How many who insist a child has a right to be raised by a mother and a father oppose single-parent adoption? (Not Catholic Charities.)
The right of a child to be raised by his or her biological parents, in my experience, is brought up only as an argument against same-sex marriage, and it is a feeble argument, since same-sex couples do not have to be married to raise children, nor do many same-sex couples who want to marry want to raise children.
Posted by: David Nickol | Feb 27, 2013 7:05:06 PM
At the heart of the mystery of Life, lies the self evident truth, that we exist in relationship.
Our call to Holiness, is a call to Love, according to The Word of God.
Posted by: N.D. | Feb 27, 2013 7:08:03 PM
Reply to David Nickol: When marriage between two persons of the same sex was written into law of Canada, the words "natural parent" and "blood relationship" were written out of the law. That did great harm to legal understanding of the natural family. Prof. Douglas Farrow writes that the change in marriage law transformed understanding of marriage from a natural unit with inherent rights to a legal construct of the state. So harm was done to all who are concerned for the human rights of children. You may think that this cannot happen here.
You mention the silence regarding IVF procedures. There was at one time silence regarding black slavery in the American South. I am certain that you would maintain the wrongness of that practice if no other voice but your own were raised in protest. In that spirit, I raise my voice in protest against every use of this technique except for that approved for Orthodox Jews. I have commented before that, for those who are not Catholics, the Orthodox Jewish teaching seems the right one: the reproductive materials of a married man and woman who cannot conceive a child unaided are united and the conceived child is implanted in the womb of the mother. One child only is conceived. The child at birth is then taken into the home of the biological mother and father.
You use the words "alleged rights of children to be raised by their biological parents". My position is that children have human rights; they are not "alleged".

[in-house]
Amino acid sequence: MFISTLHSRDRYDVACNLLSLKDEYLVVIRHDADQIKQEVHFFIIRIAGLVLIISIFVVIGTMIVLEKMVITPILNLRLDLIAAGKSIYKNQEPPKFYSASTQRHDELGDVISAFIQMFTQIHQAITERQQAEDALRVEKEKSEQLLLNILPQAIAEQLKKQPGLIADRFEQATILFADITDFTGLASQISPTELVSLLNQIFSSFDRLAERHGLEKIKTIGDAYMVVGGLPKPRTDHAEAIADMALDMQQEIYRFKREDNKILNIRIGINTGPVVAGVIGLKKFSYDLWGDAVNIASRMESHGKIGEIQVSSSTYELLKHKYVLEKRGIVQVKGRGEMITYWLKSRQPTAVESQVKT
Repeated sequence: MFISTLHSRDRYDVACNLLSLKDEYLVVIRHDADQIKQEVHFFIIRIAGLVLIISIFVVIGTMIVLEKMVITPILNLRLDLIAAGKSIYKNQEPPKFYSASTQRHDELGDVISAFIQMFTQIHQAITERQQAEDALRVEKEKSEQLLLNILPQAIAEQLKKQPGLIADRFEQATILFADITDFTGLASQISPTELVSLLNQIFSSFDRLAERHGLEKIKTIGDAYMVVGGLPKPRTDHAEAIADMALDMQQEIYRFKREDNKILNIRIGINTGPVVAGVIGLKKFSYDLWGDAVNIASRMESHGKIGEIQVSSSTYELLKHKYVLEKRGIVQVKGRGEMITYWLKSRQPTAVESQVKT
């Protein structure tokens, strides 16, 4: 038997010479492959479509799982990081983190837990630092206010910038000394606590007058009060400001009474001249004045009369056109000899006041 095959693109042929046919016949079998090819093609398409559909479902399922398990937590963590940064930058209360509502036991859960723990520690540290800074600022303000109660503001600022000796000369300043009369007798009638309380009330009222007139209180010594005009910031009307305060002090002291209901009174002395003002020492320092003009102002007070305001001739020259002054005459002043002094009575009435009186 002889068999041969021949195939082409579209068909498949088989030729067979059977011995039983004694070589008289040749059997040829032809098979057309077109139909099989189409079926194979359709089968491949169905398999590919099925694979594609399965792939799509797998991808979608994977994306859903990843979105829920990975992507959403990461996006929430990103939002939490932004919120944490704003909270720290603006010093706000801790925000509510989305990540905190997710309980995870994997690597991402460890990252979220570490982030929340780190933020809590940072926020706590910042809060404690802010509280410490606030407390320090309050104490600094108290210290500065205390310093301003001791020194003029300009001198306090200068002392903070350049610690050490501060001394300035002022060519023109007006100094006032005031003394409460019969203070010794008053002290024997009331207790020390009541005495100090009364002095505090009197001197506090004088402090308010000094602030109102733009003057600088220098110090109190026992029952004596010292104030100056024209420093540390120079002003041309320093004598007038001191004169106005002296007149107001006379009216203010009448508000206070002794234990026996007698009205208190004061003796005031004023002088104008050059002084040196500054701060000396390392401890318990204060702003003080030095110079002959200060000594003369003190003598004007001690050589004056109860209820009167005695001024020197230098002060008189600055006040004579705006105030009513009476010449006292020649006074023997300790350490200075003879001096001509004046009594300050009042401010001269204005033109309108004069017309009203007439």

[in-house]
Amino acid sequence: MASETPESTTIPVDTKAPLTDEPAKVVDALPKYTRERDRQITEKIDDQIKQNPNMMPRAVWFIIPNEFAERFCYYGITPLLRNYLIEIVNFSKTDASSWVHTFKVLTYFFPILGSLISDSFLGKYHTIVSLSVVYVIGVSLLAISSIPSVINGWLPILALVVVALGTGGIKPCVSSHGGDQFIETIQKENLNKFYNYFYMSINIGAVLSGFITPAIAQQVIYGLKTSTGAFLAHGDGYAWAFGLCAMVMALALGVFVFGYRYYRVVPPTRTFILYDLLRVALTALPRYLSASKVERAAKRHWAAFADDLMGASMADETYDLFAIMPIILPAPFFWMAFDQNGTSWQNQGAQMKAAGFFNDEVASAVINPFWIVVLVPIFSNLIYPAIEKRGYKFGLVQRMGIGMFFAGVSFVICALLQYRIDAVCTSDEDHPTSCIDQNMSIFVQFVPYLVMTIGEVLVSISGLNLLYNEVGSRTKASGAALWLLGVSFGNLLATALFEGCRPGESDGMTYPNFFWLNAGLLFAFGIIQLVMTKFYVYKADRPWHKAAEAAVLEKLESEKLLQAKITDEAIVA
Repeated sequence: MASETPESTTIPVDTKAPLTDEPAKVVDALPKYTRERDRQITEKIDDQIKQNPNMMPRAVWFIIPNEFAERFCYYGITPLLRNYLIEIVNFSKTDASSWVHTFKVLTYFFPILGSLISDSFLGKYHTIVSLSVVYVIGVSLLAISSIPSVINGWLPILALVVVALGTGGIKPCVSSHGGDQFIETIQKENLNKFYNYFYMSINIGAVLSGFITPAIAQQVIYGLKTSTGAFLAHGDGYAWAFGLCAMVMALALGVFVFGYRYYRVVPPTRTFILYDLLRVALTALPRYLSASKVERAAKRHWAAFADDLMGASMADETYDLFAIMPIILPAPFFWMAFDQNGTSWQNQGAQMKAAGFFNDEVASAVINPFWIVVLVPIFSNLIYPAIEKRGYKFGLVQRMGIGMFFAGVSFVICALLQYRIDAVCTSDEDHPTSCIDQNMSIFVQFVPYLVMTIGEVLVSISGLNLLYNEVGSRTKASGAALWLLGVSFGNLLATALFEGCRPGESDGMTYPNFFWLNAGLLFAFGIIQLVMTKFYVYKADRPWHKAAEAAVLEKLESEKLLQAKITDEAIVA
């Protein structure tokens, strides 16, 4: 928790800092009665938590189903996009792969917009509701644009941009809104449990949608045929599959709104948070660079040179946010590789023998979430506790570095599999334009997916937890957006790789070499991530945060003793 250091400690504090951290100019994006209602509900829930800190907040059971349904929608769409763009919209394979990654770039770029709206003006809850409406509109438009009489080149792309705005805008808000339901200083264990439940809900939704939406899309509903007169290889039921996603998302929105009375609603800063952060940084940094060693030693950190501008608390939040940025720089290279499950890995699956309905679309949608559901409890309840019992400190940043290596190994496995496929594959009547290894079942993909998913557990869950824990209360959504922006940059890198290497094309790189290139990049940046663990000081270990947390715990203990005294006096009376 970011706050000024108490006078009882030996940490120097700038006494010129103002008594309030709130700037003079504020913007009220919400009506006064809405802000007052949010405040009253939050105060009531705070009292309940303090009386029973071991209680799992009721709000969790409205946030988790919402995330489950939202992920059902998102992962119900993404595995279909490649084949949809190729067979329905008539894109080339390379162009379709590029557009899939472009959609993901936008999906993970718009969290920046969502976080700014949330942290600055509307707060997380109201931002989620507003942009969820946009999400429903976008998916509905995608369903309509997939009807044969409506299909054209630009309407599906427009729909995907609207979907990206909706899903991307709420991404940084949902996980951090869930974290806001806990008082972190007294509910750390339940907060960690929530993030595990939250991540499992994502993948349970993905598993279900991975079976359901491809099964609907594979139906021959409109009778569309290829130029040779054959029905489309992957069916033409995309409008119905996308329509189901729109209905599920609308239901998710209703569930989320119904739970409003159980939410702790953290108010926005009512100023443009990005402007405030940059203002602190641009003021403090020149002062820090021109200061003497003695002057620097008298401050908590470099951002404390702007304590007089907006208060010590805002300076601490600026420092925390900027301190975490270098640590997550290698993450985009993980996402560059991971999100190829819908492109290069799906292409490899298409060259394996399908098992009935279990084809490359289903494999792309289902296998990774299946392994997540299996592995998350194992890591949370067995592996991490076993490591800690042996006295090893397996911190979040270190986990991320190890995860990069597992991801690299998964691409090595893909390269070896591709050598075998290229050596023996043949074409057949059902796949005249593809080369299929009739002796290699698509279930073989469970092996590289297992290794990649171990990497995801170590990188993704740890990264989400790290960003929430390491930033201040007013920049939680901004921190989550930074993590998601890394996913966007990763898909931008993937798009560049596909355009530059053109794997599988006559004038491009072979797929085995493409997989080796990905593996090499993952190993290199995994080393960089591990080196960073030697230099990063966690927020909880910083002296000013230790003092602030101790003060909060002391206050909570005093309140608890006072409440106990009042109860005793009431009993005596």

Posted by: Linda Wolpert Smith | Feb 27, 2013 7:22:32 PM
I think it's time to read (or re-read if you already have) "What Is Marriage. Man and Woman: A Defense."
Posted by: Thales | Feb 27, 2013 9:16:41 PM
Read "Is, Ought, and Nature's Laws" by David Bentley Hart in First Things, available free on their web site.
Posted by: David Nickol | Feb 28, 2013 6:23:47 AM
Linda Wolpert Smith,
You say: You use the words "alleged rights of children to be raised by their biological parents". My position is that children have human rights; they are not "alleged".
I say "alleged" because there is a fatal logical flaw in opposing same-sex marriage based on the alleged right of children to be raised by their biological parents. This alleged right is being asserted only for *unconceived* children, and it is a logical absurdity to assert rights for unconceived, nonexistent children. Suppose we have a married lesbian couple, and one spouse decides to conceive by artificial insemination. You would like to prevent this from happening based on the right of their child, as yet unconceived, to be raised by its biological parents. You apparently believe it would be a violation of the unconceived child's rights for the child to be conceived. So in the name of the unconceived child's rights, you want it not to be conceived. Consequently, you seem to be saying it is better for a child never to be conceived than to be conceived in a situation where the child will not be raised by its biological parents. So in the name of this unconceived child's rights, you would prevent it from existing! It is apparently better not to exist than to be raised by anyone other than the man and woman whose gametes joined at conception.
So to oppose same-sex marriage on the grounds that children have a right to be raised by their biological parents is to hold that the rights of unconceived, nonexistent children not to exist are more important than the rights of *all* same-sex couples to marry, including those same-sex couples who will never have children.
Posted by: David Nickol | Feb 28, 2013 7:18:35 AM
Reply to David Nickol: Your argument (if I understand it correctly) is that while you are opposed to practices denying children's human rights and their dignity as ends in themselves, any opposition at this time has no value. Because voices were not raised against these practices until laws permitting them were enacted, there is no point in objecting now. It is too late.